ICOs were meant to help raise funds for good Blockchain projects with committed teams
Blockchain is not the magic wand that generates immutable truth
Smart contracts on Blockchain maybe useful for achieving conditions based trigger conditions in the Blockchain
Blockchain World-To put it in layman terms, at the risk of some repetition, a blockchain is a special ledger “out there on the internet” which no one owns or controls, which anyone can download (using a free client software) to view or create accounts, and to which anyone having an account can then broadcast a transaction to be added, and if a majority of the participating computers agree, it will be validated and added.
What you can’t do is delete or amend a transaction once it has been validated. Special computers (the miners) that facilitate this validation get digital reward tokens generated by the blockchain software itself for doing so. The more the tokens move between accounts, more are the transactions needing validation, and more new tokens get mined and rewarded to the miners, thereby increasing the digital tokens in circulation in a self-reinforcing loop.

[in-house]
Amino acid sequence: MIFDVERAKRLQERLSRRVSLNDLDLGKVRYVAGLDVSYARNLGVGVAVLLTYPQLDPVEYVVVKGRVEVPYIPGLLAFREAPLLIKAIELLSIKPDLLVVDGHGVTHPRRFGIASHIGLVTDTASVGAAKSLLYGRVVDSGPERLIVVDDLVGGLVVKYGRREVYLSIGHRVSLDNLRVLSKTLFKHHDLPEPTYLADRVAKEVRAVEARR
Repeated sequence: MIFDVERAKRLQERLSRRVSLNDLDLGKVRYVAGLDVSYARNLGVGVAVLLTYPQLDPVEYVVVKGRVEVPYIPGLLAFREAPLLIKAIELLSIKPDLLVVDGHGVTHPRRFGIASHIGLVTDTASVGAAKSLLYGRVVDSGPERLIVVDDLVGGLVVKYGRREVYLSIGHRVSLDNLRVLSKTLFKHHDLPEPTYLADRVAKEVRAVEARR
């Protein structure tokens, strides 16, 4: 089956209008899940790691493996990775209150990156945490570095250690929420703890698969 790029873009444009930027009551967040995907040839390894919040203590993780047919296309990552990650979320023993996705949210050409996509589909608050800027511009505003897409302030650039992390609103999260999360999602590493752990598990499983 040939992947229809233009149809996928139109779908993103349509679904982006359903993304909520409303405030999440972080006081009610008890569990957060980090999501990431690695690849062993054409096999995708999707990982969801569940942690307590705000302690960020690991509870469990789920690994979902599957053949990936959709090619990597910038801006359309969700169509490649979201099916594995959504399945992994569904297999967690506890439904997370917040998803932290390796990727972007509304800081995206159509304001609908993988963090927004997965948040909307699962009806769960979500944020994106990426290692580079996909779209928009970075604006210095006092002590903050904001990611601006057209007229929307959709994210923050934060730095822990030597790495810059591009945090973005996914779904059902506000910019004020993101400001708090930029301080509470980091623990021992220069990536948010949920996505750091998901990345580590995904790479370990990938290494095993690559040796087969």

As quoted in the book Squaring the blockchain circle, it requires deconstructing some of our existing social and philosophical constructs, such as how we trust each other and how we arrive at the truth and then record it. There are also our economic and commercial constructs, such as how we set up contracts and agreements and how we resolve our disputes.
For centuries, these assumptions have been the edifice of our commerce and have changed little, or not at all, over time.
How Blockchain Came Into Existence?
The move from paper-based systems to digital systems and then onto the cloud never challenged these assumptions, just enhanced our capacity to process ever-increasing amounts of data more efficiently. Up until about 2008, when the Global Financial Crisis (GFC) struck us.
The GFC and its aftermath exposed systemic flaws that brought the world economic order to the brink of collapse. Nations went bankrupt, currencies went into a free fall, the world’s biggest insurers failed, investment banks collapsed and the central banks of the world faced a situation rapidly spiralling out of their control. If it all had to be summed up in one line, that would have to be — the collapse of trust.